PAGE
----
Exploring Ecuador and Preparing to Volunteer

Exploring Ecuador and Preparing to Volunteer

Pola Henderson is our Greenheart Travel Scholarship winner who is participating on a volunteer program in Ecuador. She also has her own travel blog site: JettingAround. Check out her video on our YouTube channel.


I came to Ecuador just over a week before the start of my volunteer program. Even though I would spend three weeks near Quito, I knew that there wouldn’t be much time to visit other places. And from what I’d heard about the country, there was a lot to see: colonial towns, volcanoes, rain forests.

It was the right choice. Exploring Ecuador not only turned out to be one of my favorite travel experiences with lots of “firsts” (first time zip lining, first time bridge jumping, first time in the jungle), but also eased me into the program. By the time it had started, I was familiar with local food, Ecuadorian Spanish, and how to take public transportation. There wasn’t much adjusting to do on Day 1. I was ready to work.

First impressions

Quito viewed from Pichincha volcano

Landing in Quito was not for the faint of heart. Due to the mountainous setting and winds in the valley, the plane swang and tilted upon descent. But the views outside made me forget all about it – I couldn’t wait to see the colonial city center and hike the Pichincha volcano on the west side of the city.

I had been to several old towns in the Americas, but none of them were as large as Quito’s. It’s very well-preserved and in 1978 was the first area to be named a UNESCO World Cultural Heritage Site (coincidentally, along with my hometown Krakow). I had a hard time putting the camera down, as every intersection and plaza looked like they were there to be photographed.

Ecuadorian cuisine quickly became one of my favorites. As a vegetarian, I’ve had no problems finding things to eat, and everything tastes fresh. I’ve been eating lots of rice, beans, avocados, and plantains, and drinking all sorts of fruit juice. Some of my discoveries: guanábana (soursop) and tomate de árbol (“tree tomato”). This country has been keeping me quite healthy…

And then there are people. They have been very friendly towards me – not only my host family and people I’ve been working with – but strangers: cab drivers, shopkeepers, hotel workers. They’ve made it easy for me to feel comfortable and welcome.

The host family

My host family in the dining room

I’m staying in Lumbisí, a native community about 30 minutes east of Quito. My hosts are a married couple who have four adult children (one of them lives in their house and the rest nearby). Clara is a homemaker and takes care of farm animals, her husband Espiritu runs a carpentry business, and their youngest son Braulio is studying to be an electrician. I have also met other members of the family, including their children, grandchildren, and nephews.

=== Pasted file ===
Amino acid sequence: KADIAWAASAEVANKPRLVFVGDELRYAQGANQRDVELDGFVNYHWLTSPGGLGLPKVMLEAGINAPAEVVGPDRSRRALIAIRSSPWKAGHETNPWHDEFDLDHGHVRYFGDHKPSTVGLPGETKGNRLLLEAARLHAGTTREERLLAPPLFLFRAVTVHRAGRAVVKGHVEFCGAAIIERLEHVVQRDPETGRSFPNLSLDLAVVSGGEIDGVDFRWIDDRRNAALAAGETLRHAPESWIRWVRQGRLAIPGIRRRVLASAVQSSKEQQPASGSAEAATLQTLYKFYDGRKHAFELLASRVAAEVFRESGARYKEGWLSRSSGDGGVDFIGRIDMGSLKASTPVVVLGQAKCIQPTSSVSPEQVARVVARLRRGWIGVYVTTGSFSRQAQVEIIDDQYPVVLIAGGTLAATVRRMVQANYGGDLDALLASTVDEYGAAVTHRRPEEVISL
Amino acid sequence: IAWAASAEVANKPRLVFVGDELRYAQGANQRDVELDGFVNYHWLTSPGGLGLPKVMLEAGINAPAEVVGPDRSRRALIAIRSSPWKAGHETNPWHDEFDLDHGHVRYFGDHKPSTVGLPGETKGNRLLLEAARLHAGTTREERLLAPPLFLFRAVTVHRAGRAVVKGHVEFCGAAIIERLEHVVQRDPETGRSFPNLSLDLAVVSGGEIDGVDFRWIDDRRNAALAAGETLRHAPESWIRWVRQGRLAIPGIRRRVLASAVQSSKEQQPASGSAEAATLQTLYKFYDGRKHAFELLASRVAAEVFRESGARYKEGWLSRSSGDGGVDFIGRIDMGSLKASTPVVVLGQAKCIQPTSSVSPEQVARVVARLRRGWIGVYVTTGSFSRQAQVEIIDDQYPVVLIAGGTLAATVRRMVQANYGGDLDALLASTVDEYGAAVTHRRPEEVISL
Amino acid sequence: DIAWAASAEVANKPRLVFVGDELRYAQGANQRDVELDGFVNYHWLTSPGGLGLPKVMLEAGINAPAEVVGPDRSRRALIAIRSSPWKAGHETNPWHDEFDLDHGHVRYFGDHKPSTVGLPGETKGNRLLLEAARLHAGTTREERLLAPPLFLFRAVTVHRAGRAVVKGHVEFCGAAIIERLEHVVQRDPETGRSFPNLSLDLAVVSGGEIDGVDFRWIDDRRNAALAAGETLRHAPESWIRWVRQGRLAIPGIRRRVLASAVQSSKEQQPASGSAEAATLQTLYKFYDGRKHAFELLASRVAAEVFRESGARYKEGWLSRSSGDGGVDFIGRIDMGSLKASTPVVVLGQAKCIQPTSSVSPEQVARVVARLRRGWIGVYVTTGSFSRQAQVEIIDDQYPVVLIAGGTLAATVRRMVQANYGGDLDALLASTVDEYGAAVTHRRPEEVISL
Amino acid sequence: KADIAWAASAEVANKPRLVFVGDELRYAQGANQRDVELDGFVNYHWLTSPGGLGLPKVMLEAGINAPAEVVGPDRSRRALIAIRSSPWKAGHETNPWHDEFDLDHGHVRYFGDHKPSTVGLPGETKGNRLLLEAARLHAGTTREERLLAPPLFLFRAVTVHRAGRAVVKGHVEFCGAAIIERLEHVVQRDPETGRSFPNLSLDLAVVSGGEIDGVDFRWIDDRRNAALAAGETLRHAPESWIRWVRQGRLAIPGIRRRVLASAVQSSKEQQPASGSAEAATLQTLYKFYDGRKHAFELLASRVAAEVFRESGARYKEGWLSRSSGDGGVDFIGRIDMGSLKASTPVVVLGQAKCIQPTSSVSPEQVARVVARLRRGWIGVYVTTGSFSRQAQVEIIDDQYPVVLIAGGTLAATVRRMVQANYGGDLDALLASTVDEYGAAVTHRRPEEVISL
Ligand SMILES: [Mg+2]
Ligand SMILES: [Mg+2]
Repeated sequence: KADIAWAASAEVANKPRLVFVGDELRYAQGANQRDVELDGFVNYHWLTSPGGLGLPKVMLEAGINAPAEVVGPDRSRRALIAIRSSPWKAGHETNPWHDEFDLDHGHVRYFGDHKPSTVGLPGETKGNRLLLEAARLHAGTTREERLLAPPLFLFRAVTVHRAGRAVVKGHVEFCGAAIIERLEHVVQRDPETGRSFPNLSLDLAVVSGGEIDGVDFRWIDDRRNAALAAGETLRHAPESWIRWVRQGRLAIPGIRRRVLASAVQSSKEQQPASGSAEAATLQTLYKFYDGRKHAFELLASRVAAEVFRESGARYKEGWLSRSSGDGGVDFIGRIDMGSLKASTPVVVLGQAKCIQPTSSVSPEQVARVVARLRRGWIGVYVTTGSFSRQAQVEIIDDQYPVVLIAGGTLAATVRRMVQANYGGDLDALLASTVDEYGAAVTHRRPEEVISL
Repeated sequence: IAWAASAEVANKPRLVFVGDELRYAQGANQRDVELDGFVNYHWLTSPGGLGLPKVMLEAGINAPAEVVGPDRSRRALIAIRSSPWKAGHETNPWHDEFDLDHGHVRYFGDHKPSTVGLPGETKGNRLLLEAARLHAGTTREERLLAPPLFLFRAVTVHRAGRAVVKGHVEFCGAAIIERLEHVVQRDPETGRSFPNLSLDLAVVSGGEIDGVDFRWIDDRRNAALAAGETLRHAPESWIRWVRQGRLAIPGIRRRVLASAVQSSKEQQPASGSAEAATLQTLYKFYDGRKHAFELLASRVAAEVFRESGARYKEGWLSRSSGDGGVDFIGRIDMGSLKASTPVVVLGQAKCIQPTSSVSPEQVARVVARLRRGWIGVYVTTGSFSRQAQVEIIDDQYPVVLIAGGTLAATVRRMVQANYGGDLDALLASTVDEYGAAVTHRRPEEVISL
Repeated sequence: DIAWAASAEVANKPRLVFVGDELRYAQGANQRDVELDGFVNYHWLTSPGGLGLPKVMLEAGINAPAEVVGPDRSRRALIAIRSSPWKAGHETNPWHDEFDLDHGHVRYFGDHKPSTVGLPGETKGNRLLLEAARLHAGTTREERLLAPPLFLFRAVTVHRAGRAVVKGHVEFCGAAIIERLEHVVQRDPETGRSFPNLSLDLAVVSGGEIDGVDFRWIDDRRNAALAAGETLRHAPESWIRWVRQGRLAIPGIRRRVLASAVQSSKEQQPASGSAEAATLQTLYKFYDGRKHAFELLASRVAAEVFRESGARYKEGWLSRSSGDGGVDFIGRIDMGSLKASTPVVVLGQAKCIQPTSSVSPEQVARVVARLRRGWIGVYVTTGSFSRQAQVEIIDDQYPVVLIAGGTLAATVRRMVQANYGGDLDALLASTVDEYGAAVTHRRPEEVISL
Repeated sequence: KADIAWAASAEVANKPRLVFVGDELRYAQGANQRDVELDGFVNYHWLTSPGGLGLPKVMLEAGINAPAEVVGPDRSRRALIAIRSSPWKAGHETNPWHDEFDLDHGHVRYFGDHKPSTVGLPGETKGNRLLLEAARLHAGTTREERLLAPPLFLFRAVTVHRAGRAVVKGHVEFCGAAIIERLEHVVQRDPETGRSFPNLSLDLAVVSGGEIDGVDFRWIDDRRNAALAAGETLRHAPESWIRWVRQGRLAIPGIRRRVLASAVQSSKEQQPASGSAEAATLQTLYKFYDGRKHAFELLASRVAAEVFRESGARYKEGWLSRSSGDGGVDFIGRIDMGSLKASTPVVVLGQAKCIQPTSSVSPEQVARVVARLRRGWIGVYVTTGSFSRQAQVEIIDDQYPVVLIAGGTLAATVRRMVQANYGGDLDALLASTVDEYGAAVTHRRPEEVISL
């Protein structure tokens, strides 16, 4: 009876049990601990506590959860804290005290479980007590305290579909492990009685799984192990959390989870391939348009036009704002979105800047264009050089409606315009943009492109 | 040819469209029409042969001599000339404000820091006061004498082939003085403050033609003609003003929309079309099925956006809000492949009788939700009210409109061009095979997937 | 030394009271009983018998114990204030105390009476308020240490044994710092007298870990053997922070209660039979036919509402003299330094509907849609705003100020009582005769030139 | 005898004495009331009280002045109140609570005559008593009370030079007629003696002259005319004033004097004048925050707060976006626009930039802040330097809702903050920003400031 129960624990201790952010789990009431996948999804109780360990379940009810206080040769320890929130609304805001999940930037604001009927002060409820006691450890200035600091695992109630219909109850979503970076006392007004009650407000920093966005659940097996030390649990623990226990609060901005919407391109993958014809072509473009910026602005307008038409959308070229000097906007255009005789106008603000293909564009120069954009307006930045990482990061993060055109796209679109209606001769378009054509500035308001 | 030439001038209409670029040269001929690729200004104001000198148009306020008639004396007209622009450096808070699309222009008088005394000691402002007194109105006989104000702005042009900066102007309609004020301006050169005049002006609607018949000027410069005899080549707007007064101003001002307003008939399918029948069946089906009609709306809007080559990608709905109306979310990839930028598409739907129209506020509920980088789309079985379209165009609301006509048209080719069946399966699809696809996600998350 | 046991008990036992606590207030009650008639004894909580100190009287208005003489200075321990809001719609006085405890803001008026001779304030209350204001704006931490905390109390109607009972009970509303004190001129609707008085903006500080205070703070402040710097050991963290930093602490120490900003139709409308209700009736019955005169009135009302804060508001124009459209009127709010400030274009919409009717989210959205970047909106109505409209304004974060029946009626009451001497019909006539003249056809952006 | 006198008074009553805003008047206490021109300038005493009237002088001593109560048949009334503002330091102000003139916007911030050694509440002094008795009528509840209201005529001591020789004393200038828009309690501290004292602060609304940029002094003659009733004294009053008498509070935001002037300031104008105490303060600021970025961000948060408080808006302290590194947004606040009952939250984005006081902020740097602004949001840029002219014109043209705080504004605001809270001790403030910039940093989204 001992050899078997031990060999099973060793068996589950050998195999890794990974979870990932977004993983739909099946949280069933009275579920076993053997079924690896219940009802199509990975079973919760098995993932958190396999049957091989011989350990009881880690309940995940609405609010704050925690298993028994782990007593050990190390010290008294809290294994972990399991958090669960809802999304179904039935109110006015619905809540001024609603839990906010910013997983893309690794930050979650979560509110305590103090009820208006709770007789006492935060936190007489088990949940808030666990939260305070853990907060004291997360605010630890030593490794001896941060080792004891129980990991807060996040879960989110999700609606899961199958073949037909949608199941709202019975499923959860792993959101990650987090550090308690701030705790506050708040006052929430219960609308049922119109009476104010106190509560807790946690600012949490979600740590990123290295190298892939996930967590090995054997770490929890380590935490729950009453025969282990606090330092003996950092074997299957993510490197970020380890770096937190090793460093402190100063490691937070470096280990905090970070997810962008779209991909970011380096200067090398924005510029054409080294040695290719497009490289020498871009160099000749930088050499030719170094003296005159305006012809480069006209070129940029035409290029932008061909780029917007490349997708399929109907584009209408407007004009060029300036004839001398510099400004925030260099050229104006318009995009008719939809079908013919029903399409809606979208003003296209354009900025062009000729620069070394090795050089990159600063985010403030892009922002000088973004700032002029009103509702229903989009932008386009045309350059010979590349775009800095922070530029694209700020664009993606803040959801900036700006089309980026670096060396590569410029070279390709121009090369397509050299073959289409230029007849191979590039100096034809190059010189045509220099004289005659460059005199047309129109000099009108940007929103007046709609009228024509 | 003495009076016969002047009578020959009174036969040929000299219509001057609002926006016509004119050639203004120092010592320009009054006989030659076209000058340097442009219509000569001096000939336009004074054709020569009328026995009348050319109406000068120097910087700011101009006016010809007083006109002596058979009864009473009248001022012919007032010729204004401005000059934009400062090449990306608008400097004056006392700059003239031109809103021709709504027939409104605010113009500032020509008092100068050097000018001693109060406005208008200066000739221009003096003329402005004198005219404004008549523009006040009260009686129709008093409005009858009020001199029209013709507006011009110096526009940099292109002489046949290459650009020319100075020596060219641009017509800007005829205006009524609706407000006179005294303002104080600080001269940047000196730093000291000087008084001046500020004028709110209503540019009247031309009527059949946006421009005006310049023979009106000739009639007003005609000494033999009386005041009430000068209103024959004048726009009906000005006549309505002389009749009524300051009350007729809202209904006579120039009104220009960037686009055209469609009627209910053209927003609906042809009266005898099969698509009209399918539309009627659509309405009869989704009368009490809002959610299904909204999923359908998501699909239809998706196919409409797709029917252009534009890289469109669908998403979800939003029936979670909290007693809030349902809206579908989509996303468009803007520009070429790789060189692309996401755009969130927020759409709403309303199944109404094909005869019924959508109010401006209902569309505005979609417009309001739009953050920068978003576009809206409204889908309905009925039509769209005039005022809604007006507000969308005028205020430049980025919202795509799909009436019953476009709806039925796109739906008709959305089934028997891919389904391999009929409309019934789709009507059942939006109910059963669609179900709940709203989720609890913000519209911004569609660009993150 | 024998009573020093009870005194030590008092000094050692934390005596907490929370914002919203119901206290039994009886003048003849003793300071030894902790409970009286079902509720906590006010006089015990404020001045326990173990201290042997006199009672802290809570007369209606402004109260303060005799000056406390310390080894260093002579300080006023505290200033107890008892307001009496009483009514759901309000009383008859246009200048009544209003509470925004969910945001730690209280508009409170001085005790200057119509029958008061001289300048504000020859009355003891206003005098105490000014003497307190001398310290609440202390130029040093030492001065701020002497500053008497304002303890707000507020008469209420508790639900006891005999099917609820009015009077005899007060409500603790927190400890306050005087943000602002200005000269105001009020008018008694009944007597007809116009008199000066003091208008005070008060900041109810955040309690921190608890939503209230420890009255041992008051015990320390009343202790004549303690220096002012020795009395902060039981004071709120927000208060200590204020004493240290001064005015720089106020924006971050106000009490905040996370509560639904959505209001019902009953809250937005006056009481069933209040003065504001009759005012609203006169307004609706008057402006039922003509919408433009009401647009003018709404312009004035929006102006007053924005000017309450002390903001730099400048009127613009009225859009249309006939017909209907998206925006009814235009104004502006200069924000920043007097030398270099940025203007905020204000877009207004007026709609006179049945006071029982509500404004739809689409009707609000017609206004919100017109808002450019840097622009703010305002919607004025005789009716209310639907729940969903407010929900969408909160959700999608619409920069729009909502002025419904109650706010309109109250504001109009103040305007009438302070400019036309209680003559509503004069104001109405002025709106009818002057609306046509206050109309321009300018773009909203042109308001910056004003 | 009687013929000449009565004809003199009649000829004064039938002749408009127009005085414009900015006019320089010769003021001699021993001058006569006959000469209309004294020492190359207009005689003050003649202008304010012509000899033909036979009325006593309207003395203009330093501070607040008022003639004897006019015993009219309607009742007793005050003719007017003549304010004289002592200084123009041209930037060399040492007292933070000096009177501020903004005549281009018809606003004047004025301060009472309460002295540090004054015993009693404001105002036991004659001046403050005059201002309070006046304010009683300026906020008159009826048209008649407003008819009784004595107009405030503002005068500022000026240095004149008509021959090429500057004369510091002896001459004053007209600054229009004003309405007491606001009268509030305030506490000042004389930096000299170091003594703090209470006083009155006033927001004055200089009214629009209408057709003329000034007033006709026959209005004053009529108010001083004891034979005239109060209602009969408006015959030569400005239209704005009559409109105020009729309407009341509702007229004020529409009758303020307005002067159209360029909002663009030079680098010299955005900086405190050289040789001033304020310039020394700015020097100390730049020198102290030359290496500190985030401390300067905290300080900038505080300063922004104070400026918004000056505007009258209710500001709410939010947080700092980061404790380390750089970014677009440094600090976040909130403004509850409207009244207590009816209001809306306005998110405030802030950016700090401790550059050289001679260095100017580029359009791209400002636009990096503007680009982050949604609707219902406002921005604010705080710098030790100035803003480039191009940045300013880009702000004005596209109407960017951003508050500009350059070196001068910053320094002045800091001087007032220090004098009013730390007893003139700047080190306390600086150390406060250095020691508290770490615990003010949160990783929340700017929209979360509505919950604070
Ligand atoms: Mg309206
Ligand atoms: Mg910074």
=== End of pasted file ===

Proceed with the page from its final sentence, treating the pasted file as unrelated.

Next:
We eat together in the dining room three times a day. Most of the time it’s me, Clara and Espiritu, but we have been joined by others several times. Each meal is an occasion to share stories: about our families, daily life, and the culture of the United States, Ecuador, and my native Poland. One topic that keeps coming up is the 2014 World Cup, as we are all soccer fans, plus Ecuador has a chance to qualify (good luck!).

The experience

There are two reasons I chose to come to Ecuador: I am fond of South America, having previously visited Uruguay and Argentina, and I wanted to brush up on my Spanish. So far, it’s been going well.

Interacting with the host family allows me to practice both listening and speaking skills. At times it takes an effort, because everyone is accustomed to speaking at their natural pace (i.e. faster than classroom Spanish), but it’s exactly the kind of challenge I was hoping for. And working at a day care center has improved my knowledge of… imperatives. Plus, I’ve learned some words that I didn’t even know in my first language (what’s Polish for colchonetas*?).  

Thanks to being familiar with Latin America, not much has come as a surprise to me in Ecuador. But I did have to learn to aggressively push my way through the crowd in order to get on and off trolleys in Quito (a common practice), and I’ve noticed that local septic systems can’t always handle toilet paper (you are encouraged to dispose of it in a garbage can). On a positive note, Ecuador’s official currency is US dollar, which means no hassle to exchange money.

*foldable mattresses/lounge chairs for children to play and sleep on

Ecuadorian USD Host family's house and street in Lumbisi Quito viewed from above Street in Quito's Old Town Town square in Lumbisi

Next post: Settling into My Volunteer Project


Leave a Reply

Your email address will not be published. Required fields are marked *